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Rotating Christmas Pyramid

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Tips for making your pyramid spin better

Deb, who is excited about getting her Rotating Christmas Pyramid to turn under candle power, shared the things she did to make it work:

1. I assembled the top section and dry fitted it then drilled the 7/16"-diameter hole in the roof and reamed it out to 15/32"-diameter perpendicular to the base using a drill press.

2. I waxed the center post and hole edges with paraffin wax (candle wax).

3. The nail that I used was a straight 1 1/4"-long finishing nail that I sharpened on the sander to a very sharp point. This reduced friction with the 5/16"-diameter acorn nut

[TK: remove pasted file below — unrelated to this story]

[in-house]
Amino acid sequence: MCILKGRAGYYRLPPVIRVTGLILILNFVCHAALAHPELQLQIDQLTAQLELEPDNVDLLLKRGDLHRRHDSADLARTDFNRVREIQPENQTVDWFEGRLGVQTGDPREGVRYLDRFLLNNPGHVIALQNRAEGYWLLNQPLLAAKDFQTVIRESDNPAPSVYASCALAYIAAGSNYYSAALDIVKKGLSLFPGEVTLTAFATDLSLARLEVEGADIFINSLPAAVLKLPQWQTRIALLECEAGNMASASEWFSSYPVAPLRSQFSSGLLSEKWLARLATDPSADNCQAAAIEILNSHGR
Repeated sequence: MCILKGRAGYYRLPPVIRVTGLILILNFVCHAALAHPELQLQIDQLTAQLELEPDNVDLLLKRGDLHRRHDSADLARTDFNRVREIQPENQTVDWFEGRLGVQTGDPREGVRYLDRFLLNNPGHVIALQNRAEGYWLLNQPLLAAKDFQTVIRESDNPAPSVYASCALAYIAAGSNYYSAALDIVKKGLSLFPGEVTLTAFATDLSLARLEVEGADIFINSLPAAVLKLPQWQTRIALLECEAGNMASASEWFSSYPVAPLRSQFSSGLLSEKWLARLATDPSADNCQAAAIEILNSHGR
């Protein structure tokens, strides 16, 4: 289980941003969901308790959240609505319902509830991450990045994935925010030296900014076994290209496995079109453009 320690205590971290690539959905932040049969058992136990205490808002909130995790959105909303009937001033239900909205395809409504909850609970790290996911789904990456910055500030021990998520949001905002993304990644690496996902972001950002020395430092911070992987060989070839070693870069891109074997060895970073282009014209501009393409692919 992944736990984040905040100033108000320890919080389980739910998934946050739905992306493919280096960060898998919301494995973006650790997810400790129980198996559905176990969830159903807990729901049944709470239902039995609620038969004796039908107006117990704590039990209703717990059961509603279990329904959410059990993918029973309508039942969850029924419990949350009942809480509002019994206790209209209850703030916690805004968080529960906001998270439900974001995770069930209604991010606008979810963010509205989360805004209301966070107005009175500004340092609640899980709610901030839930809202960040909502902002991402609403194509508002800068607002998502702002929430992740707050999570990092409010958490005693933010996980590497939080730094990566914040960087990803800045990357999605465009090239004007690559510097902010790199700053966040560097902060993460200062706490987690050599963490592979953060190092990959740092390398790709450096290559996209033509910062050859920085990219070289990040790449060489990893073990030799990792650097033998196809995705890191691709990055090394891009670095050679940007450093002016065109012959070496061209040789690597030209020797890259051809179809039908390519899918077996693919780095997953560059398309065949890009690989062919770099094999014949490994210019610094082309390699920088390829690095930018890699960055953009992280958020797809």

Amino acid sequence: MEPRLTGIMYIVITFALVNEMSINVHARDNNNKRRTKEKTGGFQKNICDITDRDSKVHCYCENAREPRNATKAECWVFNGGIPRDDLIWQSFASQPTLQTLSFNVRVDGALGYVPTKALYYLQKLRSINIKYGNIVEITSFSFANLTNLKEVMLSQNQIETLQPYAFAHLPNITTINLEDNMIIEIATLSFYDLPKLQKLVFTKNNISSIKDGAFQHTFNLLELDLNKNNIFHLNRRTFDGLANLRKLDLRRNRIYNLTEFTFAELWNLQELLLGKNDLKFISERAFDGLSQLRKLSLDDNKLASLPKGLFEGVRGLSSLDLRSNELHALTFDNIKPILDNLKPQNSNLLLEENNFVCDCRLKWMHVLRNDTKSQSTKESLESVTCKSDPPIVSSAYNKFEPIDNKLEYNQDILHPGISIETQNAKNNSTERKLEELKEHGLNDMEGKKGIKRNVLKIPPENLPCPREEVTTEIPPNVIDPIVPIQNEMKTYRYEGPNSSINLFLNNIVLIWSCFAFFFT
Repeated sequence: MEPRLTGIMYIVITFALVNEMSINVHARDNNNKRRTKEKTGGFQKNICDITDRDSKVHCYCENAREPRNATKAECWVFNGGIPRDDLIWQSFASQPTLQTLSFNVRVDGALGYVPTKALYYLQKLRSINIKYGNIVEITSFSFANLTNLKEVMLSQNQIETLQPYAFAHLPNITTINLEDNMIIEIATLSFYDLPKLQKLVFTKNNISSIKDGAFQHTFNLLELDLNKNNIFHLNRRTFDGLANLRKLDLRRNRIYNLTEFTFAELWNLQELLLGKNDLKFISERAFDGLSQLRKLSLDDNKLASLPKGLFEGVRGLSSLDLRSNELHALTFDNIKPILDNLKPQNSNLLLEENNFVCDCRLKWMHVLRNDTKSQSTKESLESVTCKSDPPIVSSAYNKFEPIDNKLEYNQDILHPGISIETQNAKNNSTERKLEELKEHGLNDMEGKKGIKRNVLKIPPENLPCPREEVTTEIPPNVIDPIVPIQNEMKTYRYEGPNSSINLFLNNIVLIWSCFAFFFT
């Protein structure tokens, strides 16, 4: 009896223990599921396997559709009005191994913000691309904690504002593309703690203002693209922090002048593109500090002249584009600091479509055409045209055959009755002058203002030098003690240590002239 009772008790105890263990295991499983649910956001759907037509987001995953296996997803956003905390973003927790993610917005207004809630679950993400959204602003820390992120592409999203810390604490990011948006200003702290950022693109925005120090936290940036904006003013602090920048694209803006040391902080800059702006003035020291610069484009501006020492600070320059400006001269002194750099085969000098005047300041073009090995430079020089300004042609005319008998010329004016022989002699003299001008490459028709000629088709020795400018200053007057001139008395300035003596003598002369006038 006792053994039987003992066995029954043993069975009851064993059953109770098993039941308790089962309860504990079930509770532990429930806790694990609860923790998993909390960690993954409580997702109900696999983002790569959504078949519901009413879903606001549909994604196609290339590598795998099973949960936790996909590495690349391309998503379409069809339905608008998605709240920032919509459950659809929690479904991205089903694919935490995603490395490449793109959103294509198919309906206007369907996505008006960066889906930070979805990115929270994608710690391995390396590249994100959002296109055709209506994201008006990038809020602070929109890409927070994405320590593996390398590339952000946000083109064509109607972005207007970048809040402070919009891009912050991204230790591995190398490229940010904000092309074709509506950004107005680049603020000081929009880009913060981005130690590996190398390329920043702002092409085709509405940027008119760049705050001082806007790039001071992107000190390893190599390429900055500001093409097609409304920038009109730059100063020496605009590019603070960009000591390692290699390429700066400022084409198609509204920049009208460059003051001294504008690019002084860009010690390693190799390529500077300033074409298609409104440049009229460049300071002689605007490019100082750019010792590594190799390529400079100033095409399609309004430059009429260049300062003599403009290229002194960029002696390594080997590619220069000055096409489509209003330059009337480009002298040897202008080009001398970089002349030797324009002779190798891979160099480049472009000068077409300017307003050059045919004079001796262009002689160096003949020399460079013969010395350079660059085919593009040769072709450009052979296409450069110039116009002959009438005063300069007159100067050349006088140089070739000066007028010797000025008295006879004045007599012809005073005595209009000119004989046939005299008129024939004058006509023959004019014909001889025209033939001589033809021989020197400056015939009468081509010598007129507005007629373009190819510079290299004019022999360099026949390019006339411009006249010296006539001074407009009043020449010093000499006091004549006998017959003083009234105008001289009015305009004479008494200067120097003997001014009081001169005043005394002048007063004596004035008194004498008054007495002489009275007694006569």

4. With only upper and lower discs attached--no fan assembly--I gave the shaft a spin and it spun for 95 seconds.

5. The fan blades were made out of walnut 1/32 veneer. The size was just fine but the angle consistency of the blades was critical. The optimum angle was 25 1/2-degrees from the hub. The assembly with fan will spun for 65 seconds with no candle power.

It was fun building this pyramid and actually making it work.

Deb

Tom Sevy had a few things to add:

1. The candles should be as close as possible to the blades on the propeller without scorching the wood. Since different candles make flames of different sizes, it is difficult to specify the exact size that the candle should be.

2. Put a drop of light sewing machine oil in the acorn nut.

3. You might try putting the nail in a drill press (or even a hand drill) and then hold a file file to the point to sharpen and polish the point while the nail spins. This also "trues" up the nail to reduce the friction even more.

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Tom Sevy
Tom Sevy is a Licensed Clinical Social Worker who relies on scrolling for relaxation. He has been scrolling for many years. more